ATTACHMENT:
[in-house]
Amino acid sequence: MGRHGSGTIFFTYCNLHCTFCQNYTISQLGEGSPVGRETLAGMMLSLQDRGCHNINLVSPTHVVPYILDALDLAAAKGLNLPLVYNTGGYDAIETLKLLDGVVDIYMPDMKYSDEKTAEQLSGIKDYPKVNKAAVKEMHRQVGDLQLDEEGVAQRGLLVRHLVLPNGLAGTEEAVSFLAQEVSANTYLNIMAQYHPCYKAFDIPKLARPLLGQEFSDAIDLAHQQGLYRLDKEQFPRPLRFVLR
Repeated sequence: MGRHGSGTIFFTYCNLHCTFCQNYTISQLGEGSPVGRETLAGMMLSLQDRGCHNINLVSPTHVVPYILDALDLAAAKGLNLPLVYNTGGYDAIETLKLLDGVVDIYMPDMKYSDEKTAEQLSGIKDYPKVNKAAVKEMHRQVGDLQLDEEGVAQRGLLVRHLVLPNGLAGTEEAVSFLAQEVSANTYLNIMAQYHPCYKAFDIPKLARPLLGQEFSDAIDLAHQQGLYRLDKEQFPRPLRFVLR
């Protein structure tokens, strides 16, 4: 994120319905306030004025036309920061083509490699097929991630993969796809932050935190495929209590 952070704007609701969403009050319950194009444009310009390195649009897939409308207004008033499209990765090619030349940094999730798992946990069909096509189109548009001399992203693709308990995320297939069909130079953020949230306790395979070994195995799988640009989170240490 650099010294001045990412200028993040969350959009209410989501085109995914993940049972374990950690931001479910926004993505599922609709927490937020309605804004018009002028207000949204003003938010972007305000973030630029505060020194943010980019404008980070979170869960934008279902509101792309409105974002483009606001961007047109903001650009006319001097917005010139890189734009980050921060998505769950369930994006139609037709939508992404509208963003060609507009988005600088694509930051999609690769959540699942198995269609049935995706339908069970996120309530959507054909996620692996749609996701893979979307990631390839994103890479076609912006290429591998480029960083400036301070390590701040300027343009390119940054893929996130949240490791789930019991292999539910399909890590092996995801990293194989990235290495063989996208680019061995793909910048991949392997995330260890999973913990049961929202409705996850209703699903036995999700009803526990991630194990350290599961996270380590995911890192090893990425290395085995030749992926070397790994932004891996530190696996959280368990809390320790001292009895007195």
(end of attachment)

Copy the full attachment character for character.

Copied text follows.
[in-house]
Amino acid sequence: MGRHGSGTIFFTYCNLHCTFCQNYTISQLGEGSPVGRETLAGMMLSLQDRGCHNINLVSPTHVVPYILDALDLAAAKGLNLPLVYNTGGYDAIETLKLLDGVVDIYMPDMKYSDEKTAEQLSGIKDYPKVNKAAVKEMHRQVGDLQLDEEGVAQRGLLVRHLVLPNGLAGTEEAVSFLAQEVSANTYLNIMAQYHPCYKAFDIPKLARPLLGQEFSDAIDLAHQQGLYRLDKEQFPRPLRFVLR
Repeated sequence: MGRHGSGTIFFTYCNLHCTFCQNYTISQLGEGSPVGRETLAGMMLSLQDRGCHNINLVSPTHVVPYILDALDLAAAKGLNLPLVYNTGGYDAIETLKLLDGVVDIYMPDMKYSDEKTAEQLSGIKDYPKVNKAAVKEMHRQVGDLQLDEEGVAQRGLLVRHLVLPNGLAGTEEAVSFLAQEVSANTYLNIMAQYHPCYKAFDIPKLARPLLGQEFSDAIDLAHQQGLYRLDKEQFPRPLRFVLR
């Protein structure tokens, strides 16, 4: 994120319905306030004025036309920061083509490699097929991630993969796809932050935190495929209590 952070704007609701969403009050319950194009444009310009390195649009897939409308207004008033499209990765090619030349940094999730798992946990069909096509189109548009001399992203693709308990995320297939069909130079953020949230306790395979070994195995799988640009989170240490 650099010294001045990412200028993040969350959009209410989501085109995914993940049972374990950690931001479910926004993505599922609709927490937020309605804004018009002028207000949204003003938010972007305000973030630029505060020194943010980019404008980070979170869960934008279902509101792309409105974002483009606001961007047109903001650009006319001097917005010139890189734009980050921060998505769950369930994006139609037709939508992404509208963003060609507009988005600088694509930051999609690769959540699942198995269609049935995706339908069970996120309530959507054909996620692996749609996701893979979307990631390839994103890479076609912006290429591998480029960083400036301070390590701040300027343009390119940054893929996130949240490791789930019991292999539910399909890590092996995801990293194989990235290495063989996208680019061995793909910048991949392997995330260890999973913990049961929202409705996850209703699903036995999700009803526990991630194990350290599961996270380590995911890192090893990425290395085995030749992926070397790994932004891996530190696996959280368990809390320790001292009895007195």